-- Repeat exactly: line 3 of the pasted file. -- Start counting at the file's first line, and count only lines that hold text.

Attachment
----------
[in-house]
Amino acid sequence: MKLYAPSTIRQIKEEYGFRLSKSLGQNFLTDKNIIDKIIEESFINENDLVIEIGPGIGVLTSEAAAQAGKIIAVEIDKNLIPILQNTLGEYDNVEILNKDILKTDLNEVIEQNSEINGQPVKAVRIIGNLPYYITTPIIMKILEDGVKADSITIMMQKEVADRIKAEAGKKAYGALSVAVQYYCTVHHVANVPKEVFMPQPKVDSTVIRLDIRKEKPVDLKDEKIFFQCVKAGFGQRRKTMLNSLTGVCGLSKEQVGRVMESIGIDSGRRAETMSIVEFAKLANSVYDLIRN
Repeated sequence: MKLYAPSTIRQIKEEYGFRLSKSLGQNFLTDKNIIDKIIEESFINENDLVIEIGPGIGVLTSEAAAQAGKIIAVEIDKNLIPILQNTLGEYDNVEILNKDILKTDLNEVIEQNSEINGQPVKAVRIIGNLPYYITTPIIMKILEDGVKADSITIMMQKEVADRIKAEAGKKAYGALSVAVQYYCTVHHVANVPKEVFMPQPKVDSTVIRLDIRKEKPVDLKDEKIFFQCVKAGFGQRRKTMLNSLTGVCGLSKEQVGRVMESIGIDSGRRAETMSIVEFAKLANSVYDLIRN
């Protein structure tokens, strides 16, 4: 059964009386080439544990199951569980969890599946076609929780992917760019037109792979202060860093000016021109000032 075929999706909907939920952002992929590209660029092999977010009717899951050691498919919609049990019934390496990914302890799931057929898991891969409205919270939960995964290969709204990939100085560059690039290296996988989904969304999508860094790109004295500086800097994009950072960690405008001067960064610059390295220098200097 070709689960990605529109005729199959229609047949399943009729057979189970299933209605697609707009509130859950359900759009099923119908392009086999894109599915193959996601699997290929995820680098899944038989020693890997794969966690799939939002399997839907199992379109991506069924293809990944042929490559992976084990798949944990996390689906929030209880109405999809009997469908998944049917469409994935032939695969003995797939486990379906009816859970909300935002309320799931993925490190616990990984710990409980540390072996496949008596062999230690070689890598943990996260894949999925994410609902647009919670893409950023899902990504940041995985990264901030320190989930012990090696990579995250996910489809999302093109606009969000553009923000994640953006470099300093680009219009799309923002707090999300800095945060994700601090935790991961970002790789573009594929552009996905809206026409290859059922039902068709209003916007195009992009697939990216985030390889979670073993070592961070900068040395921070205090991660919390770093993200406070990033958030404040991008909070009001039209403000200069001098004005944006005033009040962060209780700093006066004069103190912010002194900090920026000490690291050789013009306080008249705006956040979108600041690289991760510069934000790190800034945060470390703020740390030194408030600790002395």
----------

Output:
Repeated sequence: MKLYAPSTIRQIKEEYGFRLSKSLGQNFLTDKNIIDKIIEESFINENDLVIEIGPGIGVLTSEAAAQAGKIIAVEIDKNLIPILQNTLGEYDNVEILNKDILKTDLNEVIEQNSEINGQPVKAVRIIGNLPYYITTPIIMKILEDGVKADSITIMMQKEVADRIKAEAGKKAYGALSVAVQYYCTVHHVANVPKEVFMPQPKVDSTVIRLDIRKEKPVDLKDEKIFFQCVKAGFGQRRKTMLNSLTGVCGLSKEQVGRVMESIGIDSGRRAETMSIVEFAKLANSVYDLIRN